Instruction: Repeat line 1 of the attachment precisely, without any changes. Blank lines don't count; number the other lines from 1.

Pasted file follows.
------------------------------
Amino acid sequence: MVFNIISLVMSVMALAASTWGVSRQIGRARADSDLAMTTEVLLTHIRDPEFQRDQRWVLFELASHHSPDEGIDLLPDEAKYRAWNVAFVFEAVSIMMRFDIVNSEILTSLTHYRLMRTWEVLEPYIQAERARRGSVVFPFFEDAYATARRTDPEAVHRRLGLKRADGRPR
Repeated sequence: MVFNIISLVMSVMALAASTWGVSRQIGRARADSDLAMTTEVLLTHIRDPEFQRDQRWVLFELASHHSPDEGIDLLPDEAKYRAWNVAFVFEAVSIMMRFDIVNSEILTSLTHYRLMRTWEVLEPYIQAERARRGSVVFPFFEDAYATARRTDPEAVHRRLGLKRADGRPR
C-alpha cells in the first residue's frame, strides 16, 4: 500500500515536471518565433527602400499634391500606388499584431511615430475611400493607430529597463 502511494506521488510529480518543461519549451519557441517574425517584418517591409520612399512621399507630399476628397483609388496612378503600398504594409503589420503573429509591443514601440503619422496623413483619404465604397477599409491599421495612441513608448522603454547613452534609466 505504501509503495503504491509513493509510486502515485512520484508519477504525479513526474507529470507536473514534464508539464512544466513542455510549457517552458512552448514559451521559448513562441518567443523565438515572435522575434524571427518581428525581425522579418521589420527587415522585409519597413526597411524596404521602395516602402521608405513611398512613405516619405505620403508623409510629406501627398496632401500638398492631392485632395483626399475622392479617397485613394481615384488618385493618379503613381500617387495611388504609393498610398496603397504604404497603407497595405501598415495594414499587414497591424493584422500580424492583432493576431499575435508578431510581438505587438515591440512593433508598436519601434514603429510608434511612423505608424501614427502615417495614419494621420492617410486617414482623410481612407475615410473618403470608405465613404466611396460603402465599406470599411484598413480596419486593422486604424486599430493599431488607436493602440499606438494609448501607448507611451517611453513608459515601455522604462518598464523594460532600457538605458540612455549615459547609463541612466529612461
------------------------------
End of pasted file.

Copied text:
Amino acid sequence: MVFNIISLVMSVMALAASTWGVSRQIGRARADSDLAMTTEVLLTHIRDPEFQRDQRWVLFELASHHSPDEGIDLLPDEAKYRAWNVAFVFEAVSIMMRFDIVNSEILTSLTHYRLMRTWEVLEPYIQAERARRGSVVFPFFEDAYATARRTDPEAVHRRLGLKRADGRPR